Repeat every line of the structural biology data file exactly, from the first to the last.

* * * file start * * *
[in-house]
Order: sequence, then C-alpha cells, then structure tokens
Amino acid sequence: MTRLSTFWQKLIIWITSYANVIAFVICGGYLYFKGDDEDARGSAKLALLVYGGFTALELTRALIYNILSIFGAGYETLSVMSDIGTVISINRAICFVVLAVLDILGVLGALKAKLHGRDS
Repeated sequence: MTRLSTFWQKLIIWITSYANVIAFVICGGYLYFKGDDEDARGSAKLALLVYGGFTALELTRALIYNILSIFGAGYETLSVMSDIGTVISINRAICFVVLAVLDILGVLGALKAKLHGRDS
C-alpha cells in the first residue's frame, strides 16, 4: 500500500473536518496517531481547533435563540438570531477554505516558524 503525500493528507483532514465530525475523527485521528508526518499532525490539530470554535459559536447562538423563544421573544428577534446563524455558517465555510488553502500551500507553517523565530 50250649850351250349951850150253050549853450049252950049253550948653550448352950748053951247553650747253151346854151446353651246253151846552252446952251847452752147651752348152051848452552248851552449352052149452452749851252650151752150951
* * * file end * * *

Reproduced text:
[in-house]
Order: sequence, then C-alpha cells, then structure tokens
Amino acid sequence: MTRLSTFWQKLIIWITSYANVIAFVICGGYLYFKGDDEDARGSAKLALLVYGGFTALELTRALIYNILSIFGAGYETLSVMSDIGTVISINRAICFVVLAVLDILGVLGALKAKLHGRDS
Repeated sequence: MTRLSTFWQKLIIWITSYANVIAFVICGGYLYFKGDDEDARGSAKLALLVYGGFTALELTRALIYNILSIFGAGYETLSVMSDIGTVISINRAICFVVLAVLDILGVLGALKAKLHGRDS
C-alpha cells in the first residue's frame, strides 16, 4: 500500500473536518496517531481547533435563540438570531477554505516558524 503525500493528507483532514465530525475523527485521528508526518499532525490539530470554535459559536447562538423563544421573544428577534446563524455558517465555510488553502500551500507553517523565530 50250649850351250349951850150253050549853450049252950049253550948653550448352950748053951247553650747253151346854151446353651246253151846552252446952251847452752147651752348152051848452552248851552449352052149452452749851252650151752150951